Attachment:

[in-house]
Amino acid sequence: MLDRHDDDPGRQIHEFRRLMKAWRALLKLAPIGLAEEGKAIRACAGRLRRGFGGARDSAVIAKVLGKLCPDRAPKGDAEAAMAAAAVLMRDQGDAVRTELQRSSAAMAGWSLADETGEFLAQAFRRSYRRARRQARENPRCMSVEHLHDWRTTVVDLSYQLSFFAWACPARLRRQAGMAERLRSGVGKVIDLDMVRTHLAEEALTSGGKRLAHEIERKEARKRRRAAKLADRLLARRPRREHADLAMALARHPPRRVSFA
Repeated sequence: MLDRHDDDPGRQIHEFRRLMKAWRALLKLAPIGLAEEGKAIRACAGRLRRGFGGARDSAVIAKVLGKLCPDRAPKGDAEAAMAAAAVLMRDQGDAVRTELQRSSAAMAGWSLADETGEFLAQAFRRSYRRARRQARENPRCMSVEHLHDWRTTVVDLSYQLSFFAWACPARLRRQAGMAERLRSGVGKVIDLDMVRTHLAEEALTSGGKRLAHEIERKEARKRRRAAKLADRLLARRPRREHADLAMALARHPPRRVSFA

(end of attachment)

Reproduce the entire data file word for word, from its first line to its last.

[in-house]
Amino acid sequence: MLDRHDDDPGRQIHEFRRLMKAWRALLKLAPIGLAEEGKAIRACAGRLRRGFGGARDSAVIAKVLGKLCPDRAPKGDAEAAMAAAAVLMRDQGDAVRTELQRSSAAMAGWSLADETGEFLAQAFRRSYRRARRQARENPRCMSVEHLHDWRTTVVDLSYQLSFFAWACPARLRRQAGMAERLRSGVGKVIDLDMVRTHLAEEALTSGGKRLAHEIERKEARKRRRAAKLADRLLARRPRREHADLAMALARHPPRRVSFA
Repeated sequence: MLDRHDDDPGRQIHEFRRLMKAWRALLKLAPIGLAEEGKAIRACAGRLRRGFGGARDSAVIAKVLGKLCPDRAPKGDAEAAMAAAAVLMRDQGDAVRTELQRSSAAMAGWSLADETGEFLAQAFRRSYRRARRQARENPRCMSVEHLHDWRTTVVDLSYQLSFFAWACPARLRRQAGMAERLRSGVGKVIDLDMVRTHLAEEALTSGGKRLAHEIERKEARKRRRAAKLADRLLARRPRREHADLAMALARHPPRRVSFA